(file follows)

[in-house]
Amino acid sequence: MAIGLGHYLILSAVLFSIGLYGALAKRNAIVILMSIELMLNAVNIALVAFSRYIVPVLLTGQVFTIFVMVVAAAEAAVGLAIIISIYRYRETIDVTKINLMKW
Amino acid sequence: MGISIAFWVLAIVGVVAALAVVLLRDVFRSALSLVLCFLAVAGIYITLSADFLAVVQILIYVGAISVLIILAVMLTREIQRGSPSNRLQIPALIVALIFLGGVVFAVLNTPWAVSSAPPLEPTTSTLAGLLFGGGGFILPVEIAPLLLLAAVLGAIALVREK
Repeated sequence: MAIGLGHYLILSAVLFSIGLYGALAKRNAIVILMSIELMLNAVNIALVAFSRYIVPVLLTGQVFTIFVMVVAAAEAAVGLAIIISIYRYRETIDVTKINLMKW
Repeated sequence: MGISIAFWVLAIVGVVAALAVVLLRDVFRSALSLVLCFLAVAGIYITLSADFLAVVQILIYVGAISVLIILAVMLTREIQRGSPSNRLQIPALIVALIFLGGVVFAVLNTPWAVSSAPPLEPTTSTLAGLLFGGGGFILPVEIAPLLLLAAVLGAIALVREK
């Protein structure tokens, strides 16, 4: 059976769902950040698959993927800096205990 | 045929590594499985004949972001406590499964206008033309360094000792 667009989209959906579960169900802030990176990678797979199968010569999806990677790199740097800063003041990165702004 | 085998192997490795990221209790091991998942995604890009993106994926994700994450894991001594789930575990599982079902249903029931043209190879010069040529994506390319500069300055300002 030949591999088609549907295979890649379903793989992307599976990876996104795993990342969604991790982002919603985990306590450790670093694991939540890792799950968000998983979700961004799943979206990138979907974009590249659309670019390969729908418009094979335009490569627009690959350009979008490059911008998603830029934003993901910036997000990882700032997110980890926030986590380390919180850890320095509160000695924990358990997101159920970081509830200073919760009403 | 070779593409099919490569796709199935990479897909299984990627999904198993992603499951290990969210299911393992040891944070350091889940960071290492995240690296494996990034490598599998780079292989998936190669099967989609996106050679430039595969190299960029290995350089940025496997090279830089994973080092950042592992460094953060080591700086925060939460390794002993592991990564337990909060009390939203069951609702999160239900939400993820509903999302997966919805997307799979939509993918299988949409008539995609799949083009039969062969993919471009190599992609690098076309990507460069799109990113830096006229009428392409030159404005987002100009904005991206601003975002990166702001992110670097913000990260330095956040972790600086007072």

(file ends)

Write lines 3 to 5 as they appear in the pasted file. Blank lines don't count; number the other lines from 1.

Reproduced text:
Amino acid sequence: MGISIAFWVLAIVGVVAALAVVLLRDVFRSALSLVLCFLAVAGIYITLSADFLAVVQILIYVGAISVLIILAVMLTREIQRGSPSNRLQIPALIVALIFLGGVVFAVLNTPWAVSSAPPLEPTTSTLAGLLFGGGGFILPVEIAPLLLLAAVLGAIALVREK
Repeated sequence: MAIGLGHYLILSAVLFSIGLYGALAKRNAIVILMSIELMLNAVNIALVAFSRYIVPVLLTGQVFTIFVMVVAAAEAAVGLAIIISIYRYRETIDVTKINLMKW
Repeated sequence: MGISIAFWVLAIVGVVAALAVVLLRDVFRSALSLVLCFLAVAGIYITLSADFLAVVQILIYVGAISVLIILAVMLTREIQRGSPSNRLQIPALIVALIFLGGVVFAVLNTPWAVSSAPPLEPTTSTLAGLLFGGGGFILPVEIAPLLLLAAVLGAIALVREK